I love Cristina Page and think she’s brilliant — her book How the Pro-Choice Movement Saved America is a must-read — but I’m not sure she gets in right in this article about how Bristol and Levi could be the teen pregnancy spokespeople we’ve all been waiting for. She writes about Bristol’s work for The Candie’s Foundation, which focuses on lowering the teen pregnancy rate, and argues that Bristol is an effective spokeswoman when it comes to the message that you don’t want to be a teen parent:
But prevention is not Bristol’s area of expertise (for sure). Bristol is much more interested in warning teens about premature parenthood than putting herself forth as an expert on teen pregnancy prevention. That, I think, is part of the reason why she sounds confused when discussing what teens should or should not be doing. Being a teen mom is her new expertise. This is where she becomes clear: she wants to use her experience to help other teens avoid the same fate. She explains, “If I can prevent even one girl from getting pregnant, I will feel a sense of accomplishment.” It’s on this point where Bristol and the Candies Foundation (which supports both abstinence and safe sex approaches) have a truly shared perspective, one that gets overlooked by the traditional teen pregnancy prevention messengers. Bristol’s and Candies’ shared message to teens is: you don’t want to become a teen parent.
The traditional pregnancy prevention messages have often missed this. They have assumed teens don’t need convincing on that issue. They assumed teens just need to know how not to get pregnant. But statistics provided by the National Campaign to Prevent Teen and Unplanned Pregnancy indicate that about one in five pregnant teens was trying to conceive. For this demographic, messages about abstinence and/or contraception are useless.
She’s halfway there, but misses the real message: Teenagers don’t need to be told “pregnancy isn’t fun;” they need actual, tangible incentives to avoid it.
The one in five teens who intended to conceive probably know that pregnancy means more diapers to change and fewer Saturday night parties. Teenagers may not have fully developed adult reasoning skills, but they aren’t idiots. And I would bet that most of the teenage girls getting pregnant intentionally do not have lives like Bristol Palin. For all the data which shows that teen motherhood is socioeconomically damaging for the mothers, what often fails to be mentioned is the fact that a whole lot of teen mothers were coming from lower socioeconomic positions in the first place; so sure, a lot of teen moms won’t go to college, but if college wasn’t on the radar screen anyway, that’s not much of a threat.
And that’s the rub: If we’re serious about decreasing teenage motherhood, we need to give girls a variety of options. Girls need a variety of potential and attainable life prospects; a variety of ways to earn respect in their families and communities; and a variety of ways to feel needed and important. They need health care that doesn’t depend on their status as mothers. They need an educational system that preps them for bigger and better things, and that isn’t just a holding pen.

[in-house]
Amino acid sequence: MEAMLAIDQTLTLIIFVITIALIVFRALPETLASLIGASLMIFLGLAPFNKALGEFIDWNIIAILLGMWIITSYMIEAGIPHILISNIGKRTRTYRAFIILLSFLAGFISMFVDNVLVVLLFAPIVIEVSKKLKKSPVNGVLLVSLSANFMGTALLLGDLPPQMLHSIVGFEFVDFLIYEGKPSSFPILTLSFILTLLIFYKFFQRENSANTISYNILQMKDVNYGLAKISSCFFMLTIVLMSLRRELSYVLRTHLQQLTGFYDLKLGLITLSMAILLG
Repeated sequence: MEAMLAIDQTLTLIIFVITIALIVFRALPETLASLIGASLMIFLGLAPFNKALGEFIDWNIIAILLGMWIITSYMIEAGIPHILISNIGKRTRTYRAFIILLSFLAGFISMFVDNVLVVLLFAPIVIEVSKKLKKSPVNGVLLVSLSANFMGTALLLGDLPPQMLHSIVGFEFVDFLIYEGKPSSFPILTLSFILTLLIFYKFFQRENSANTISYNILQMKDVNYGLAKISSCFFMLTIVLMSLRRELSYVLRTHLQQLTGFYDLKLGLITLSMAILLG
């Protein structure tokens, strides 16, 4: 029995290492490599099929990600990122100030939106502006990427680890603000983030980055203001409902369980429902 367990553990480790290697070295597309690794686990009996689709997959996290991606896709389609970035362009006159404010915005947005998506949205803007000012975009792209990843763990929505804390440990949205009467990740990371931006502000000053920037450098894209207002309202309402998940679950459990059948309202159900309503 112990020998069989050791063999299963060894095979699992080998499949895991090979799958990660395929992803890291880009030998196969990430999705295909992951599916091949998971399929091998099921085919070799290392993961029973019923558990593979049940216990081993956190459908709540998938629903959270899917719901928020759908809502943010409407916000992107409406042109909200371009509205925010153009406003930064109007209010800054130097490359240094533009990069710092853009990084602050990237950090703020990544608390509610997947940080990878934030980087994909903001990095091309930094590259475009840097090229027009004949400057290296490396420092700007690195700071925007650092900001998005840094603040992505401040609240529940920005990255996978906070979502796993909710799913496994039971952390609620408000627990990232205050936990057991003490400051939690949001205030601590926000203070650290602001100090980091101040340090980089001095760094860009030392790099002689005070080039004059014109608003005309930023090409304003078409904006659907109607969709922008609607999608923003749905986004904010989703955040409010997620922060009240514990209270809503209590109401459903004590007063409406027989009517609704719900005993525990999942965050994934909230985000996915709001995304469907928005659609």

They need all of the things that Bristol Palin has.
Bristol, of course, is a perfect example of the fact that teen pregnancy happens even to girls with privileged upbringings. But her story doesn’t do much to make teen pregnancy look difficult. She jets around the country going on TV. She has a large extended family that provides for her — she doesn’t have to pay rent or buy diapers or work two jobs to take care of her kids. She doesn’t have to grimace through the intentionally humiliating and bureaucratic process of applying for public assistance benefits. She doesn’t have to stretch her food stamps budget to the max every month. She doesn’t have to worry that she might have to take her kids to the local homeless shelter if she can’t scrape together enough for rent, again.
And she’s very lucky to have all of that. Every child and every woman deserves that, and of course it’s wonderful that she has financial and social support from her family. It means that she and Tripp will probably be just fine, and will be the outliers in all the teen pregnancy scare statistics. But it’s not what a lot of mothers — teenage or otherwise — have in the United States.
So consider me officially tired of the “teen pregnancy sucks!” mantra as a prevention method. We need to radically re-evaluate the way we approach teen pregnancy in this country. Prevention through access to contraceptives and comprehensive sex ed is key, but actually making peoples’ lives better — giving girls a reason to delay childbearing, but also making sure all women have adequate resources when they do have children, regardless of their age — is what really matters. I’m not sure Bristol Palin is going to be the spokesperson for that movement. And I’m pretty sure the Candies Foundation isn’t going to be, either — at least, not judging by their teen pregnancy prevetion “sexy” t-shirts:
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